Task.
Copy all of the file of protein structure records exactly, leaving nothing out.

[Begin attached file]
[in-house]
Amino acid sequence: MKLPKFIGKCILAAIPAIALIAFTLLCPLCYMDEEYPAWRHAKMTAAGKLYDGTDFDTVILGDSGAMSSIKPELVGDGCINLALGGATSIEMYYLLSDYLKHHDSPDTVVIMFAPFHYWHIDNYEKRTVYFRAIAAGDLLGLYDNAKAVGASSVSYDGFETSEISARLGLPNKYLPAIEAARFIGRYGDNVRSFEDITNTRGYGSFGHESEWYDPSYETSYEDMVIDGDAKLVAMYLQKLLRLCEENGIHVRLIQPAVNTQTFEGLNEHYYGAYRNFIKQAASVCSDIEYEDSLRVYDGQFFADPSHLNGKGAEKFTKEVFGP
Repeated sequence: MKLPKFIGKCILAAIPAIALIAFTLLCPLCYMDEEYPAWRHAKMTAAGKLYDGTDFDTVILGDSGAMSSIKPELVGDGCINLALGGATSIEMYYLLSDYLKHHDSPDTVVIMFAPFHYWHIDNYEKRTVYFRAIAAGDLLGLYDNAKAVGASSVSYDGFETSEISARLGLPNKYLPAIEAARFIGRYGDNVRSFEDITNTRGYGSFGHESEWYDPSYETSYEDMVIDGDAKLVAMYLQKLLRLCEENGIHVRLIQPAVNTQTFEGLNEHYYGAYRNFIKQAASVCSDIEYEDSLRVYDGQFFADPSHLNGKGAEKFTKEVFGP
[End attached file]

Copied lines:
[in-house]
Amino acid sequence: MKLPKFIGKCILAAIPAIALIAFTLLCPLCYMDEEYPAWRHAKMTAAGKLYDGTDFDTVILGDSGAMSSIKPELVGDGCINLALGGATSIEMYYLLSDYLKHHDSPDTVVIMFAPFHYWHIDNYEKRTVYFRAIAAGDLLGLYDNAKAVGASSVSYDGFETSEISARLGLPNKYLPAIEAARFIGRYGDNVRSFEDITNTRGYGSFGHESEWYDPSYETSYEDMVIDGDAKLVAMYLQKLLRLCEENGIHVRLIQPAVNTQTFEGLNEHYYGAYRNFIKQAASVCSDIEYEDSLRVYDGQFFADPSHLNGKGAEKFTKEVFGP
Repeated sequence: MKLPKFIGKCILAAIPAIALIAFTLLCPLCYMDEEYPAWRHAKMTAAGKLYDGTDFDTVILGDSGAMSSIKPELVGDGCINLALGGATSIEMYYLLSDYLKHHDSPDTVVIMFAPFHYWHIDNYEKRTVYFRAIAAGDLLGLYDNAKAVGASSVSYDGFETSEISARLGLPNKYLPAIEAARFIGRYGDNVRSFEDITNTRGYGSFGHESEWYDPSYETSYEDMVIDGDAKLVAMYLQKLLRLCEENGIHVRLIQPAVNTQTFEGLNEHYYGAYRNFIKQAASVCSDIEYEDSLRVYDGQFFADPSHLNGKGAEKFTKEVFGP